THERESA May last night bought herself time on her flagship Brexit bill, but only after offering major concessions to give MPs a bigger say on the final agreement.
The Commons voted by 324 to 298 to reject a Lords’ amendment that would have given MPs the power to tell the prime minister to go back and renegotiate with the European Union.
Mrs May’s move to get Tory rebels on board came just hours after the resignation of justice minister Phillip Lee.
After the vote, Mr Lee tweeted: ‘Delighted that the government has agreed to give parliament the voice I always wanted it to have in the Brexit process. This justifies my decision to resign and makes it a lot less painful.’
But a spokesman for Brexit secretary David Davis insisted the government had not agreed anything that would allow MPs to tie its hands in the negotiations.
The prime minister had been facing a rebellion from within Tory ranks on a series of votes on amendments made by Remain supporters in the Lords to the government’s EU Withdrawal Bill.
There were rumours around Westminster that other ministers were preparing to resign, with Tory Remainer Heidi Allen telling Radio 4’s World At One that ‘half-a-dozen’ other ministers could follow Mr Lee out the door.
The rebellion was thwarted after ministers pledged to redraft the Bill taking in most of the rebels’ concerns when it returns to the Lords.
During the debate, chief whip Julian Smith could be seen darting in and out of the chamber and between rebel Tory backbenchers. They only backed down after the prime minister met about 15 of them and offered concessions.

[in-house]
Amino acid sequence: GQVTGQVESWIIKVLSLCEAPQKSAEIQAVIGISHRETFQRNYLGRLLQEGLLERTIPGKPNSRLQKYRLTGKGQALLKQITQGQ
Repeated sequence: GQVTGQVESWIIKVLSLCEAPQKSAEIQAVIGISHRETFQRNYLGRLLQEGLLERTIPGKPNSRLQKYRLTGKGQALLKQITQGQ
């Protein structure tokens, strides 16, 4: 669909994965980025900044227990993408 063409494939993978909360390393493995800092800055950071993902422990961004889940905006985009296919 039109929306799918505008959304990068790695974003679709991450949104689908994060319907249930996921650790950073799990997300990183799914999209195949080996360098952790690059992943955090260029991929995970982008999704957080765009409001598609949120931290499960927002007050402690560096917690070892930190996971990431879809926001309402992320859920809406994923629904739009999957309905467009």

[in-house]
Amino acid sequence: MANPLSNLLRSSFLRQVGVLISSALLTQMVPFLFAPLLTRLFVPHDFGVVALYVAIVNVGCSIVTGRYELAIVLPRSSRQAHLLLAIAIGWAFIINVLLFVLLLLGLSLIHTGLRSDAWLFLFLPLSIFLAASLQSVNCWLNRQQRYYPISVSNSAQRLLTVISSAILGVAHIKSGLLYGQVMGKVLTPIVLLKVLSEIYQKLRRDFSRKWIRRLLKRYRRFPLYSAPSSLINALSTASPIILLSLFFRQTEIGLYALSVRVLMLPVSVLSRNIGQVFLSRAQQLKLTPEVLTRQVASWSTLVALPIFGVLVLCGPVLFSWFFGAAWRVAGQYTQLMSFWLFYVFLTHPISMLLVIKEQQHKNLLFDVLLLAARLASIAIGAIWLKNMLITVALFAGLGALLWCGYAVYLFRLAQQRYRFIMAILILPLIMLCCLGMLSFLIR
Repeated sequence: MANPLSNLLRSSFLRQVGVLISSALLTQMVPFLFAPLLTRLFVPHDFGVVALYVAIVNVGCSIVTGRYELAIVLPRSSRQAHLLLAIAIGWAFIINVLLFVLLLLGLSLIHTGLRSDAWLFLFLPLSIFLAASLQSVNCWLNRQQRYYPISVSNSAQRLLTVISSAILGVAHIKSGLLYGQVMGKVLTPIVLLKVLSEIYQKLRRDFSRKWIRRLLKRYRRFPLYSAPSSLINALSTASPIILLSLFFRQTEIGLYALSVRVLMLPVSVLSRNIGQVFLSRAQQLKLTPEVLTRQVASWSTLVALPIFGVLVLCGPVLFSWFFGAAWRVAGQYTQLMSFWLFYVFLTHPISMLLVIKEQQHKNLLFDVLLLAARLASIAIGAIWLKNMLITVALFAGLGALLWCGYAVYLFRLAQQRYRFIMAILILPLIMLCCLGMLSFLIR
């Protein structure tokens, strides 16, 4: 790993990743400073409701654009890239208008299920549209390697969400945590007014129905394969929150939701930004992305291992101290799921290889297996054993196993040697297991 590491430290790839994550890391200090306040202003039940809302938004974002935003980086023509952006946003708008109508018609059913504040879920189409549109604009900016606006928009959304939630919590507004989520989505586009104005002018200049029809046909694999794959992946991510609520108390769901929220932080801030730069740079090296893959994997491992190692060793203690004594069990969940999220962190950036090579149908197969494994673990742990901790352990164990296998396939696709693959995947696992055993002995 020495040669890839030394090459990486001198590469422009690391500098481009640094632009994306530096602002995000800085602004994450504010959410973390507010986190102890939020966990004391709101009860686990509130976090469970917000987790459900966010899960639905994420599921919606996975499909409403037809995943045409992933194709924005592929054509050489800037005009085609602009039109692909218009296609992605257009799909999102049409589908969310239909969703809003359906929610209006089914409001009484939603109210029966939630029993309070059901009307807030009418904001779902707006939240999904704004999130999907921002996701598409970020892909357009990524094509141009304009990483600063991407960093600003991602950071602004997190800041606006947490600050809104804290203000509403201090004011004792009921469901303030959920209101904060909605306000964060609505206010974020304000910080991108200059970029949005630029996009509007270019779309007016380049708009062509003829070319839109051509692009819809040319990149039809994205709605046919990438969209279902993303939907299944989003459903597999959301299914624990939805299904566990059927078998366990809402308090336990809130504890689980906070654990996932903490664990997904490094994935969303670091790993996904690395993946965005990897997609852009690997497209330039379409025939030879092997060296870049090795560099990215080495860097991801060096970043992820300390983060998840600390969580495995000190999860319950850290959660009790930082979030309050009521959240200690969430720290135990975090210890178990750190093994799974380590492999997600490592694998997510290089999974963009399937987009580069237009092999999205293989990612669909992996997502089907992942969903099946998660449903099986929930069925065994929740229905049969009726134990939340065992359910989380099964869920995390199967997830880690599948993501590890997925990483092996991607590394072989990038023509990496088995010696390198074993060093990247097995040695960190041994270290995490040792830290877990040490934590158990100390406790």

Leading Remainer Dominic Grieve said the result had ended the prospect of Britain crashing out of the EU with no deal. ‘Our concern is to make sure we don’t end up with a situation where there is something Parliament doesn’t want and cannot do anything about,’ he said.
The former attorney general had tabled an amendment and now expects ministers to redraft the bill to include two key points from it that would give MPs a say if the government fails to reach a deal in its negotiations with the EU.
If confirmed, the move represents a dramatic climbdown from Mrs May’s original plan to offer MPs a ‘take it or leave it’ vote, to accept the withdrawal agreement or leave the EU without a deal. MPs could vote on the redrafted Bill as early as next week.
Shadow Brexit secretary Sir Keir Starmer said: ‘We will wait and see the details of this concession and will hold ministers to account to ensure it lives up to the promises they have made to Parliament.’
A Brexit department spokesman said the government had merely ‘agreed to look for a compromise’. He added: ‘We have not, and will not, agree to the House of Commons binding the government’s hands in the negotiations.’
And Tory Brexiteer Andrew Bridgen said Remainers may be overestimating their victory. ‘If that’s not the case they’ve just played into the EU hands because they’ve completely undermined our negotiating position,’ he said. ‘Our strongest card is no deal.’